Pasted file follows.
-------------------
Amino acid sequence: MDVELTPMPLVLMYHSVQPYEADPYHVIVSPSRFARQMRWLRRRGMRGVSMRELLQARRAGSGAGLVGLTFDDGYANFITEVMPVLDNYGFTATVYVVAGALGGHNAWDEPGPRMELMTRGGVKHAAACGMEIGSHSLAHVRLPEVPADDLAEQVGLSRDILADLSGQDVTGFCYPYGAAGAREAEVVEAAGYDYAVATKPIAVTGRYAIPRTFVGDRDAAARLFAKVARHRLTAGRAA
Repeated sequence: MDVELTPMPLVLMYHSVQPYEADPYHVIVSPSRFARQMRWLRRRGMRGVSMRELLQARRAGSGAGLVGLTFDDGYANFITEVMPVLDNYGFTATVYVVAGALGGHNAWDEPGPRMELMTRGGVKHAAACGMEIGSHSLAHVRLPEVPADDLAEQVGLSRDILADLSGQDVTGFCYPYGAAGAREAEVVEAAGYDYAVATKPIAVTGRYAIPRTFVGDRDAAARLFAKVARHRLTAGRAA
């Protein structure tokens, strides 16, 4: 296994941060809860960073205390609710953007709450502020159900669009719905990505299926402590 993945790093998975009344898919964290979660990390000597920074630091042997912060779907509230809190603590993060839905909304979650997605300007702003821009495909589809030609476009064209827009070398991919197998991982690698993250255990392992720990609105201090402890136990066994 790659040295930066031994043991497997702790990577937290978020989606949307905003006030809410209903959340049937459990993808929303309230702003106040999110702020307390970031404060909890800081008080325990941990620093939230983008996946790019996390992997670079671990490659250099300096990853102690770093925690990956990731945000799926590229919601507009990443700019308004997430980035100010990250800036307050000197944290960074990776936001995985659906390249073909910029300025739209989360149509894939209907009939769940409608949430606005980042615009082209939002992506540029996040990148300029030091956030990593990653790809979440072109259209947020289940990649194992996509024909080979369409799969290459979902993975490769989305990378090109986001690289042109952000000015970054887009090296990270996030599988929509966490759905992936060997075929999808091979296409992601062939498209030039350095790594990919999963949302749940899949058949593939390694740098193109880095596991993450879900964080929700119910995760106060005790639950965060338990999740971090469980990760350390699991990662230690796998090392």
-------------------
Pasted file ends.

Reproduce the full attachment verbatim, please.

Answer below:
Amino acid sequence: MDVELTPMPLVLMYHSVQPYEADPYHVIVSPSRFARQMRWLRRRGMRGVSMRELLQARRAGSGAGLVGLTFDDGYANFITEVMPVLDNYGFTATVYVVAGALGGHNAWDEPGPRMELMTRGGVKHAAACGMEIGSHSLAHVRLPEVPADDLAEQVGLSRDILADLSGQDVTGFCYPYGAAGAREAEVVEAAGYDYAVATKPIAVTGRYAIPRTFVGDRDAAARLFAKVARHRLTAGRAA
Repeated sequence: MDVELTPMPLVLMYHSVQPYEADPYHVIVSPSRFARQMRWLRRRGMRGVSMRELLQARRAGSGAGLVGLTFDDGYANFITEVMPVLDNYGFTATVYVVAGALGGHNAWDEPGPRMELMTRGGVKHAAACGMEIGSHSLAHVRLPEVPADDLAEQVGLSRDILADLSGQDVTGFCYPYGAAGAREAEVVEAAGYDYAVATKPIAVTGRYAIPRTFVGDRDAAARLFAKVARHRLTAGRAA
């Protein structure tokens, strides 16, 4: 296994941060809860960073205390609710953007709450502020159900669009719905990505299926402590 993945790093998975009344898919964290979660990390000597920074630091042997912060779907509230809190603590993060839905909304979650997605300007702003821009495909589809030609476009064209827009070398991919197998991982690698993250255990392992720990609105201090402890136990066994 790659040295930066031994043991497997702790990577937290978020989606949307905003006030809410209903959340049937459990993808929303309230702003106040999110702020307390970031404060909890800081008080325990941990620093939230983008996946790019996390992997670079671990490659250099300096990853102690770093925690990956990731945000799926590229919601507009990443700019308004997430980035100010990250800036307050000197944290960074990776936001995985659906390249073909910029300025739209989360149509894939209907009939769940409608949430606005980042615009082209939002992506540029996040990148300029030091956030990593990653790809979440072109259209947020289940990649194992996509024909080979369409799969290459979902993975490769989305990378090109986001690289042109952000000015970054887009090296990270996030599988929509966490759905992936060997075929999808091979296409992601062939498209030039350095790594990919999963949302749940899949058949593939390694740098193109880095596991993450879900964080929700119910995760106060005790639950965060338990999740971090469980990760350390699991990662230690796998090392």